Planning for Disruption

Planning is impossible and essential. We can’t predict the future in a complex, uncertain world, yet we do it all the time. We plan our days, weeks, projects, meetings, vacations, births, marriages, careers, and retirements. Often, as we hate uncertainty, we ignore it, then learn the hard way even the best laid plans are subject to disruption. Some try not to plan, but that’s like trying not to think. Iterative, incremental planning makes sense when we must act to understand, but even an agile process is a plan.

Planning is a skill. This means we can get better. Infants barely plan. As our minds and bodies develop, so does our capacity to plan. Some kids have more interest and aptitude than others. Some have better teachers. Our skills are shaped by interaction with our parents, peers, culture, and environment. As we mature, the way we plan becomes a habit. We plan without thinking about how we plan. We get things done efficiently but miss opportunities that go unseen. Fortunately, since planning is a skill, people of any age or ability can grow their literacy by learning and practicing.

Planning creates possibility. We spend most of our lives on autopilot. Our ways of acting and seeing are deeply ingrained. Planning opens the door to change. If we try new ways of planning that are social, tangible, agile, and reflective, we may discover better paths and goals. Planning is an invisible lever that can move the world.

Tell me, what is it you plan to do with your one wild and precious life? Mary Oliver

Plans are built on beliefs. To understand and navigate an infinitely complex world, we digest experiences, attention, theories, and judgments into models and beliefs.1 Plans, which include goals and strategies, are built on top. But the map is not the territory, so our predictions go awry. In search of truth, we must use information, experiments, and metrics wisely. To observe reality better, it helps to go meta. By being mindful, we can see the gaps, adjust our maps, and build more viable plans.

Strategies are built on options. There is no strategy without choice. There are no options without awareness. Before defining a path to a goal, how might we grow our understanding of possible steps and sequences? What if we reimagine the project as a process? What if we focus less on probabilities, more on consequences, and make optionality a priority?2 A strategy is a plan that’s shaped by options, values, and risks.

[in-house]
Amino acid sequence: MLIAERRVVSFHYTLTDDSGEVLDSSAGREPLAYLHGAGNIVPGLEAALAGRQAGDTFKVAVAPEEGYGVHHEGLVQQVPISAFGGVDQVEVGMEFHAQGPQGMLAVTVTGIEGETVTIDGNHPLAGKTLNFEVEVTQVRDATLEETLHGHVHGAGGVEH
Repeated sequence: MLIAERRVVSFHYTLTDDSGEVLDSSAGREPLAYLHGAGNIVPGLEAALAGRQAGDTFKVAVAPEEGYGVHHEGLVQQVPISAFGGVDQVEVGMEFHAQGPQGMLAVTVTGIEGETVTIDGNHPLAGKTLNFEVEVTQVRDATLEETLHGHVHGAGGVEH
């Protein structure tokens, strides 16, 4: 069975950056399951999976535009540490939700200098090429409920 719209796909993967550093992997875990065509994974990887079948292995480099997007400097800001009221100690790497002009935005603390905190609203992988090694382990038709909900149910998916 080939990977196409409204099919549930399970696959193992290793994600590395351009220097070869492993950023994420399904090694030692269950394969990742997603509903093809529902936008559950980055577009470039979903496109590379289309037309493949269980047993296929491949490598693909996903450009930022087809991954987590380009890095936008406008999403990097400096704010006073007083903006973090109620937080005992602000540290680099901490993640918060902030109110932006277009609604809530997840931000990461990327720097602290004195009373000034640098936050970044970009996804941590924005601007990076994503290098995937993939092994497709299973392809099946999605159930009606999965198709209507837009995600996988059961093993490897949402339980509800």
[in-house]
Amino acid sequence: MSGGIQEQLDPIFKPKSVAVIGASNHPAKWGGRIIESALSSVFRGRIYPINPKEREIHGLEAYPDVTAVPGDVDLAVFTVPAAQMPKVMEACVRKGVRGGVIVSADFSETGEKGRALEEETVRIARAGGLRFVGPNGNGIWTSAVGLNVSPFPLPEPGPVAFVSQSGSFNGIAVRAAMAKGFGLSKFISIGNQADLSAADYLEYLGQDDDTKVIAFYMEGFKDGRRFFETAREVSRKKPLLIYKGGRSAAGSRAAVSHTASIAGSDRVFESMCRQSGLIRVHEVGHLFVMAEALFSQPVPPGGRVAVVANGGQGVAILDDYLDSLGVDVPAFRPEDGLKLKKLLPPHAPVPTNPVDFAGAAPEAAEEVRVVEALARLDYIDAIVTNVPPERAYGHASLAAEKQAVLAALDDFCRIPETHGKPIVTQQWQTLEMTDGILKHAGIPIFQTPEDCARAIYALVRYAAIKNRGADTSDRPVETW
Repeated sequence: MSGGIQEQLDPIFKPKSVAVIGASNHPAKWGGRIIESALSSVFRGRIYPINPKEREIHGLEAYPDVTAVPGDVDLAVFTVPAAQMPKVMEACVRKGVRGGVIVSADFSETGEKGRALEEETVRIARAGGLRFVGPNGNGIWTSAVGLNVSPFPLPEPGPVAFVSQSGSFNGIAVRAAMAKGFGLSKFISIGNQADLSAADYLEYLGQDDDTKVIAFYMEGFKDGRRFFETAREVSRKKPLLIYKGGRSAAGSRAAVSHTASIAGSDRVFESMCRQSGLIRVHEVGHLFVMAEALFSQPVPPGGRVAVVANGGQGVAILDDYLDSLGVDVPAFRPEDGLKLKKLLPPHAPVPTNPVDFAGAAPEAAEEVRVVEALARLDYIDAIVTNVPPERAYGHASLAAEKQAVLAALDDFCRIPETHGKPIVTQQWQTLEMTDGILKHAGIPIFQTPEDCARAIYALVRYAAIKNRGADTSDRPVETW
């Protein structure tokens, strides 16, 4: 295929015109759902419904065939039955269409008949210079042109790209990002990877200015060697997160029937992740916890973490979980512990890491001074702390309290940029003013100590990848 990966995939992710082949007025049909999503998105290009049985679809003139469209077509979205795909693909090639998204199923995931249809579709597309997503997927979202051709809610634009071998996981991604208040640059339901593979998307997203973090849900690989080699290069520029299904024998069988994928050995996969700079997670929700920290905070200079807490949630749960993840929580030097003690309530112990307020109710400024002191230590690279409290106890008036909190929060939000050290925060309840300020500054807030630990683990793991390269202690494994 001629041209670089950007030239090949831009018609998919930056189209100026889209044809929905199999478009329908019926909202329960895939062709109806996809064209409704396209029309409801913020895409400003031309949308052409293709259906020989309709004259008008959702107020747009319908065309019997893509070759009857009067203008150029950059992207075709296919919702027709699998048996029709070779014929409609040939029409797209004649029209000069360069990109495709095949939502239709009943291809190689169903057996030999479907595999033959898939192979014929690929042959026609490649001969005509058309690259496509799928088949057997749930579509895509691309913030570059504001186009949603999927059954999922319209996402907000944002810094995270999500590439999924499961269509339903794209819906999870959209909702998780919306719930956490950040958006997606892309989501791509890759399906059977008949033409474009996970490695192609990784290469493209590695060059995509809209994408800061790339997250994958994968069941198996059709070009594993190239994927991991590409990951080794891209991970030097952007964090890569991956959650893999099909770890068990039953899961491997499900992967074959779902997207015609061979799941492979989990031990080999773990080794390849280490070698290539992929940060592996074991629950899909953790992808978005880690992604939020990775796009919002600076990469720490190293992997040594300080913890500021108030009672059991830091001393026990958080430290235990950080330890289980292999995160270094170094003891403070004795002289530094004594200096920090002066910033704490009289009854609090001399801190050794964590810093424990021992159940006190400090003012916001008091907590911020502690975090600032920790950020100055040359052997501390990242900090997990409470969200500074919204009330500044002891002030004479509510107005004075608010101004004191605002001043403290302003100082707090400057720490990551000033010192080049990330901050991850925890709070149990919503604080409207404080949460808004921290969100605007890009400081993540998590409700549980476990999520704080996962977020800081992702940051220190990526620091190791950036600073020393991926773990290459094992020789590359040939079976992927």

There is no one right way. We might plan by framing, imagining, narrowing, deciding, executing, and reflecting. But that’s not the only way. We can act to understand. Prescription may lead to diagnosis. Our methods must fit the context, use our skills, and realize our goals and values. To this end, we can learn from all sorts of people such as project managers, architects, designers, executives, teachers, and the military.

In preparing for battle, I have always found that plans are useless, but planning is indispensable. Dwight D. Eisenhower

We must use experts wisely. There is value in education, experience, and contextual expertise. On the other hand, experts are subject to bias and perverse incentives. Try to ensure your expert has skin in the game. It’s easier to trust pilots than doctors. Ask them to map the plan. Seek understanding, demand agency, and never follow blindly.

We can plan a better future. These are the days of miracle and wonder. Disruption holds promise and peril. People and technology are imperfect. Artificial intelligence is no substitute for intelligence augmentation. In an era of autonomous drones and demagogues, we can’t get by on autopilot. So let’s disrupt ourselves by changing how we plan. Imagining a light at the end of the tunnel is the first step out of the dark.

Planning can be fun. If you hate planning, you’re doing it wrong. Plan with a friend, make a map, embrace uncertainty, and go for a walk. Our ability to imagine, organize, and shape the future is a gift. So stop procrastinating and start playing with planning.

I’m planning to write a book on planning. These nine theses are a start. I’d love feedback!

You might also enjoy listening to these interviews, attending my talk at O’Reilly Design, or participating in our workshops at XD Silicon Valley and the Information Architecture Summit.